3 Questions To Ask When Designing A Custody Agreement
Divorce may end a marriage, but it can also end other relationships that affect your family and finances. If you and your spouse share children, designing a custody agreement that works for all parties is smart. Unfortunately, designing a custody agreement is not always simple, since there is usually some discord and emotional distress between the divorcing spouses. If you and your spouse are divorcing, help creating a custody agreement that is suitable for all is available. Here are a few questions to ask when designing a custody plan with your attorney.
What Are Different Types of Custody?
Most people are surprised to learn there are so many different types of custody agreements available. Fortunately, the various options available will help you and your spouse agree to a custody design that suits you and your child's needs.
Joint custody is a common option for spouses who can compromise, but there are different types of joint custody to agree on.
For example, joint physical custody is also a possibility. Basically, this custody agreement allows both parents to split the time with the child.
Joint legal custody gives both parents the right to have time with the child while both having the right to make decisions on the care and overall well-being of the child. If parents who share joint custody cannot come to an agreement about a certain issue, the courts will make the decision.
Sole custody, which involves both physical and legal custody, may be given by the courts to one parent for different reasons. Visitation rights may be given to the parent who does not have sole custody, though.
Who Usually Gets Sole Custody?
A few factors come into play when determining which parent receives sole custody. In most cases, the courts will look at which parent is the primary caregiver or which parent spends the most time with the child.
In households where both parents work, mothers spend an average of 12.9 hours caring for the child while fathers spend an average of 6.5 hours per week as a child's caregiver. Because mothers tend to spend more time caring for the child, they are usually the ones who receive sole or primary custody.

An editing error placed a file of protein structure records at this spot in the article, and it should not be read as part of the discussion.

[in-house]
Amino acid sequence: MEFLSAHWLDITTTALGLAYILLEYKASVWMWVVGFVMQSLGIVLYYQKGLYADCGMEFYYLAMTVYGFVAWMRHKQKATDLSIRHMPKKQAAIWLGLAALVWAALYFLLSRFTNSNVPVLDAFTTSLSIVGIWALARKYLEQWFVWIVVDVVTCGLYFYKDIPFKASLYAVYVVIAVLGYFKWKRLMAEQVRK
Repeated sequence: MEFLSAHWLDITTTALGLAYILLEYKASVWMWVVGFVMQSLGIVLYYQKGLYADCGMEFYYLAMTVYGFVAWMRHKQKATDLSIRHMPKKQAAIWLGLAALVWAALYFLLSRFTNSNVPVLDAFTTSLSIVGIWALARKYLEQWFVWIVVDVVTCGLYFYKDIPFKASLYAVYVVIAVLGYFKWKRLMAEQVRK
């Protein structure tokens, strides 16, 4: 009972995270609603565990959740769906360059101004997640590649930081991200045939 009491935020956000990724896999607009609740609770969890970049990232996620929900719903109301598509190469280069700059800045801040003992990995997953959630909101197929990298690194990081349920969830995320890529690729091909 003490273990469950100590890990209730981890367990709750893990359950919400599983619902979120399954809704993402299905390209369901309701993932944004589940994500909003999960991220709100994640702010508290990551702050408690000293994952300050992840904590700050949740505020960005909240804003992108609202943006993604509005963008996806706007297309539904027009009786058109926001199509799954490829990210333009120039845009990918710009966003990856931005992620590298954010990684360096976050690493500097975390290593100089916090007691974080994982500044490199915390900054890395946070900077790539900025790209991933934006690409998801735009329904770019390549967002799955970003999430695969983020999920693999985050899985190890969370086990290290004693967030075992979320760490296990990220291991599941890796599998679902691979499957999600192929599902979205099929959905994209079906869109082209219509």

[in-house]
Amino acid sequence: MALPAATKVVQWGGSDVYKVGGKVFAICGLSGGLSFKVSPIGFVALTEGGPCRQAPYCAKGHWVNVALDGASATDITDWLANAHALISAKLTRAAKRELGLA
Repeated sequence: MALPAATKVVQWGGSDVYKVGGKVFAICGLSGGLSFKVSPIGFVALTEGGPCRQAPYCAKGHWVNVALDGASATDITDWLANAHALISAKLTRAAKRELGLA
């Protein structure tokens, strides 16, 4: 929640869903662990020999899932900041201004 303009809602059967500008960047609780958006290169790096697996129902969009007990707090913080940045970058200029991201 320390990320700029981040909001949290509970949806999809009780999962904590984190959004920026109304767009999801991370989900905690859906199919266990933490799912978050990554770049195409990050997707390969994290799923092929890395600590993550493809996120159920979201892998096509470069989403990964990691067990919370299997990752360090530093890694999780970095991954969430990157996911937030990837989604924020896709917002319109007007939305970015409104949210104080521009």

It is important to note that the courts do not always make this decision. Many couples come to this decision on their own since they feel the children will be best cared for if the mother has sole/primary custody.
There are many exceptions, though. If a mother is not capable of providing proper care, sole custody may be awarded to the father. For example, if the mother has an addiction, a disability, or an illness, the father may need to have sole custody to ensure the child is cared for.
Can the Custody Agreement Be Changed?
Another question you and your spouse should ask is your custody agreement can be changed. In most cases, modifications can be made easily as long as you and your spouse are in agreement. This is common in cases where one parent's work schedule has changed. Or, if your child's schedule has changed due to a school schedule or extracurricular activity, they may need to spend more time at the other parent's home.
Unfortunately, the courts may need to be involved if you or your spouse only want to modify the custody agreement. A hearing may be scheduled if you or your spouse objects to a specific request to change the custody agreement that was initially set in place.
Custody agreements can be stressful and overwhelming in some cases. However, if you and your spouse make your child's needs a priority, designing a custody agreement does not have to be challenging.
Contact a law firm like New Direction Family Law for more information.